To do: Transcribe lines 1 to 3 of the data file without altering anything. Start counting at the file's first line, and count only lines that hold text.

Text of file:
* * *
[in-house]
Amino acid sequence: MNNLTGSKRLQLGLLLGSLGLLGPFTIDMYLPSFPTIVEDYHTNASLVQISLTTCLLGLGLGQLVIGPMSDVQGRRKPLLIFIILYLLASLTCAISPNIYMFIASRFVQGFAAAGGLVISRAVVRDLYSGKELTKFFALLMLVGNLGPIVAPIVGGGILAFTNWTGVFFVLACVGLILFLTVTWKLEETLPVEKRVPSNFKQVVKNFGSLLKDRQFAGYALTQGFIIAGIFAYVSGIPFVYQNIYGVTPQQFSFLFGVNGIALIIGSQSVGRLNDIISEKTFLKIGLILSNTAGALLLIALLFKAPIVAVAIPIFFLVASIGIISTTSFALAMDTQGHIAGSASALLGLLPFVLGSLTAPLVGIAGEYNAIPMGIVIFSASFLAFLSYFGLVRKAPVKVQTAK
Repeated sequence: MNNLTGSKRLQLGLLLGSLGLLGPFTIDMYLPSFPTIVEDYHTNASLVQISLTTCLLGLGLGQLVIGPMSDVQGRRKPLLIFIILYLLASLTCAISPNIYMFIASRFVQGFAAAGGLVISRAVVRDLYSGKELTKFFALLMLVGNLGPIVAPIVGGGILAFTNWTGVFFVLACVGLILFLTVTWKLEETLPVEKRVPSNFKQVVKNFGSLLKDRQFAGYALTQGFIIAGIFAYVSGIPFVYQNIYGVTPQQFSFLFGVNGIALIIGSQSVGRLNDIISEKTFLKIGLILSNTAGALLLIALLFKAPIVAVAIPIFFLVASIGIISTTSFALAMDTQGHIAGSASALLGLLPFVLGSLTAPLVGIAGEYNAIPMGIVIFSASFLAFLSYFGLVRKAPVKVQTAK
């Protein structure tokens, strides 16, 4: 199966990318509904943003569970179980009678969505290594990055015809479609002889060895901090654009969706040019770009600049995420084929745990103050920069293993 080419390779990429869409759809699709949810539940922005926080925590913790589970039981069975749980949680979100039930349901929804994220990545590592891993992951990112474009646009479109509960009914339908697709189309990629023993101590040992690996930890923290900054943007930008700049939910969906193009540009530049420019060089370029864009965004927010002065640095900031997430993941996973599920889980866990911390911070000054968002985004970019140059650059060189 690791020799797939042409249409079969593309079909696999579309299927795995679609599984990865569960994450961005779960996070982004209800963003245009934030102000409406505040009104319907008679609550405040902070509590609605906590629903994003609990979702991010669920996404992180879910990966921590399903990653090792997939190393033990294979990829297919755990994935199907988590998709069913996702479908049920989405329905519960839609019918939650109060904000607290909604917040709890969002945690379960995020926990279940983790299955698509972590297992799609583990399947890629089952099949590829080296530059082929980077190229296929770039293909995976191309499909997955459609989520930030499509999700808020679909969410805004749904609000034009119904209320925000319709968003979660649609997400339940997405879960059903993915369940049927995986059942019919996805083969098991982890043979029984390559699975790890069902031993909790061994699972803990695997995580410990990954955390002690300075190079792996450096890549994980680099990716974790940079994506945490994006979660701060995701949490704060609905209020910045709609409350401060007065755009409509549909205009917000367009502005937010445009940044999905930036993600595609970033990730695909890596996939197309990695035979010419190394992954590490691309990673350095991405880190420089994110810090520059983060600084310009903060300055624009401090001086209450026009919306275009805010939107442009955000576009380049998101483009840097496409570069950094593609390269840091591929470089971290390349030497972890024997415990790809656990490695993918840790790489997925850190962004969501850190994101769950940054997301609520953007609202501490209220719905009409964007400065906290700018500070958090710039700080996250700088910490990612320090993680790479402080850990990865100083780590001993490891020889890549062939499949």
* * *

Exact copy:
[in-house]
Amino acid sequence: MNNLTGSKRLQLGLLLGSLGLLGPFTIDMYLPSFPTIVEDYHTNASLVQISLTTCLLGLGLGQLVIGPMSDVQGRRKPLLIFIILYLLASLTCAISPNIYMFIASRFVQGFAAAGGLVISRAVVRDLYSGKELTKFFALLMLVGNLGPIVAPIVGGGILAFTNWTGVFFVLACVGLILFLTVTWKLEETLPVEKRVPSNFKQVVKNFGSLLKDRQFAGYALTQGFIIAGIFAYVSGIPFVYQNIYGVTPQQFSFLFGVNGIALIIGSQSVGRLNDIISEKTFLKIGLILSNTAGALLLIALLFKAPIVAVAIPIFFLVASIGIISTTSFALAMDTQGHIAGSASALLGLLPFVLGSLTAPLVGIAGEYNAIPMGIVIFSASFLAFLSYFGLVRKAPVKVQTAK
Repeated sequence: MNNLTGSKRLQLGLLLGSLGLLGPFTIDMYLPSFPTIVEDYHTNASLVQISLTTCLLGLGLGQLVIGPMSDVQGRRKPLLIFIILYLLASLTCAISPNIYMFIASRFVQGFAAAGGLVISRAVVRDLYSGKELTKFFALLMLVGNLGPIVAPIVGGGILAFTNWTGVFFVLACVGLILFLTVTWKLEETLPVEKRVPSNFKQVVKNFGSLLKDRQFAGYALTQGFIIAGIFAYVSGIPFVYQNIYGVTPQQFSFLFGVNGIALIIGSQSVGRLNDIISEKTFLKIGLILSNTAGALLLIALLFKAPIVAVAIPIFFLVASIGIISTTSFALAMDTQGHIAGSASALLGLLPFVLGSLTAPLVGIAGEYNAIPMGIVIFSASFLAFLSYFGLVRKAPVKVQTAK